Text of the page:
"Was then not all sorrow in time, all self-torment and fear in time?"
Time's mortal aspect is personified in this bronze statue by Charles van der Stappen
Creative Commons Attribution Share AlikeTime's mortal aspect is personified in this bronze statue by Charles van der Stappen - Credit: Jardin botanique national de Belgique, Meise

Philosophers like Gottfried Leibniz and Immanuel Kant hold that space and time "do not exist in and of themselves, but ... are the product of the way we represent things", because we can know objects only as they appear to us.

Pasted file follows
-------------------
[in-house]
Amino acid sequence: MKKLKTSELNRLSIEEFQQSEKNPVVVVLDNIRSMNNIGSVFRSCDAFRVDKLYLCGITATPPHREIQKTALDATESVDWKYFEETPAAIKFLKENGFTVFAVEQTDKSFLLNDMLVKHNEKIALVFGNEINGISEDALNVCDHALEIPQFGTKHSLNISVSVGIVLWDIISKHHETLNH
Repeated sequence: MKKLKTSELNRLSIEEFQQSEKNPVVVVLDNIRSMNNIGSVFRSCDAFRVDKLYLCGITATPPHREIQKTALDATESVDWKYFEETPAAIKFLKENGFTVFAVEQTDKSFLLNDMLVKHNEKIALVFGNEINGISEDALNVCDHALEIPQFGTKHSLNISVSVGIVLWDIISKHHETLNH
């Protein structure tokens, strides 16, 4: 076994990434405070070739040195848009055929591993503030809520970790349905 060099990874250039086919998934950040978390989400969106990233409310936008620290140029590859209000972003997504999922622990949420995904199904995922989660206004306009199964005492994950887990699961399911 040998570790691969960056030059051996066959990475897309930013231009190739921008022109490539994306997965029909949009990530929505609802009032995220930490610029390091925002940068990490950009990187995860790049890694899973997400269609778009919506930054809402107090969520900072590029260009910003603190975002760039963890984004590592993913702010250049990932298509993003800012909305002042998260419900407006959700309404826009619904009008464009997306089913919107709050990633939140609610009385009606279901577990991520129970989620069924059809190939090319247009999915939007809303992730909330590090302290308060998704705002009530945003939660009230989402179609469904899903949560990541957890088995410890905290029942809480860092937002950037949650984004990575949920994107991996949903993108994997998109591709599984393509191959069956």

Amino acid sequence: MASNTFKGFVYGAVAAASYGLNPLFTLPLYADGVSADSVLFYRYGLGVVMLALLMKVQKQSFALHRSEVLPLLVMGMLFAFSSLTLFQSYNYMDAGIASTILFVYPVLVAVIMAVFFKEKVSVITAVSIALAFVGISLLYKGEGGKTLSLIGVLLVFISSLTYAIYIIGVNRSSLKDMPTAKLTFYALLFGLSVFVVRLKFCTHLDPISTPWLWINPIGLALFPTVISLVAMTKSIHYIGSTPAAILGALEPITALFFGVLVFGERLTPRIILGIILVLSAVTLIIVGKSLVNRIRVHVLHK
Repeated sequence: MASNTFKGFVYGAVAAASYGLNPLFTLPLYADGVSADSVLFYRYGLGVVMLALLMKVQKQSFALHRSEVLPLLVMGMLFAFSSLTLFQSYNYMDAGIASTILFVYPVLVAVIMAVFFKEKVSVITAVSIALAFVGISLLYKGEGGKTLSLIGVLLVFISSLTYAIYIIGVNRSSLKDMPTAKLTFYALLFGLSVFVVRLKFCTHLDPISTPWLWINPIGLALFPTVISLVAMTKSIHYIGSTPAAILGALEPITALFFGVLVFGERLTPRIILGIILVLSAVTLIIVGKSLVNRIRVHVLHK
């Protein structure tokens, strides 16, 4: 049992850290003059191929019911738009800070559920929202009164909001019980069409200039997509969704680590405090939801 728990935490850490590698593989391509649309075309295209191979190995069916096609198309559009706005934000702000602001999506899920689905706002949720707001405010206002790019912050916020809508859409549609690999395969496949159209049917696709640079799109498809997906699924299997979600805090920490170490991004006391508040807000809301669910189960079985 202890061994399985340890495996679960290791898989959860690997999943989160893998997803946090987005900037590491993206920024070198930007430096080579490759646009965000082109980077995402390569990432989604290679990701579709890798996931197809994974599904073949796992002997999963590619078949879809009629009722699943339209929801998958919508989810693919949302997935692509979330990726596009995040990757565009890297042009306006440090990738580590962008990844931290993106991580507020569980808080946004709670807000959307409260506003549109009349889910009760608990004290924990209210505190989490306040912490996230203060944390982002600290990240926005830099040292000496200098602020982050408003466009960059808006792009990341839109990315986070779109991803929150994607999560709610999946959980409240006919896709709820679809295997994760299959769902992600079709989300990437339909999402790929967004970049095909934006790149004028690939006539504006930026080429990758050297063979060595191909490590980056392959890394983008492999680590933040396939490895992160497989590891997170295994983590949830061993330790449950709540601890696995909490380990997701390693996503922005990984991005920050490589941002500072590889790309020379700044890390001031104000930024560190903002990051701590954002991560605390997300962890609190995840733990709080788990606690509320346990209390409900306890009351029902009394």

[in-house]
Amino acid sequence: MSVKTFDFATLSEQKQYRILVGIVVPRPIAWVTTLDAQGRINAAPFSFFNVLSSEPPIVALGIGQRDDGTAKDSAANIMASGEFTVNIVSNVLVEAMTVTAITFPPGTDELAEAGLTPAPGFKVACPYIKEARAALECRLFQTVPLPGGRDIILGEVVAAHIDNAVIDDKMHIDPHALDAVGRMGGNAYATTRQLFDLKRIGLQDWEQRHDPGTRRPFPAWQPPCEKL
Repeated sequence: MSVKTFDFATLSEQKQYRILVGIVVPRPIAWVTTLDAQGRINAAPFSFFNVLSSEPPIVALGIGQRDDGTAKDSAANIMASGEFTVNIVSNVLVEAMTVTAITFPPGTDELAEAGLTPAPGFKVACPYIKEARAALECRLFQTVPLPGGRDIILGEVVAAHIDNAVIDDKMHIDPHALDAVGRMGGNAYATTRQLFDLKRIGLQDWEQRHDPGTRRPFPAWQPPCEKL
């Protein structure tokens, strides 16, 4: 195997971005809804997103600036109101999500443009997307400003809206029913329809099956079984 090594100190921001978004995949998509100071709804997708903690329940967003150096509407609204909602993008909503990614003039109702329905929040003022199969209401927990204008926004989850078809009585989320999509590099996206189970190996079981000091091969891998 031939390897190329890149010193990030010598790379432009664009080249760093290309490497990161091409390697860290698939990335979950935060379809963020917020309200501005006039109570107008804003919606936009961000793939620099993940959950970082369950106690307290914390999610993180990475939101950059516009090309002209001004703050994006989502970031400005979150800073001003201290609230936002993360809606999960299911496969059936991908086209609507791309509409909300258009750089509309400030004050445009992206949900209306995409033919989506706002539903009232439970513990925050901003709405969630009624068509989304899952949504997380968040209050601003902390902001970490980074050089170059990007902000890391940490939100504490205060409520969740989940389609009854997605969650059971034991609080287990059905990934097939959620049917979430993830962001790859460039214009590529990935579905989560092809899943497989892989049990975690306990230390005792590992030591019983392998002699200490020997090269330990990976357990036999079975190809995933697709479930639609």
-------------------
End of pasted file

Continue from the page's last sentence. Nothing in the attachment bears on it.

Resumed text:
St. Augustine of Hippo called time a “distention” of the mind (Confessions 11.26) in which the past is based on memory, the present based on attention, and the future based on expectation. A similar view was expressed by Henri Bergson who said that time was neither a thing, nor a mental construct, but was Duration, that comprised creativity and memory that lead to reality.

Greek philosopher, Antiphon, in his chief work, On Truth wrote: "Time is not a reality (hypostasis), but a concept (noêma) or a measure (metron)." Parmenides maintained that time, motion, and change was illusionary. The Buddhist thought also considers time to be an illusion.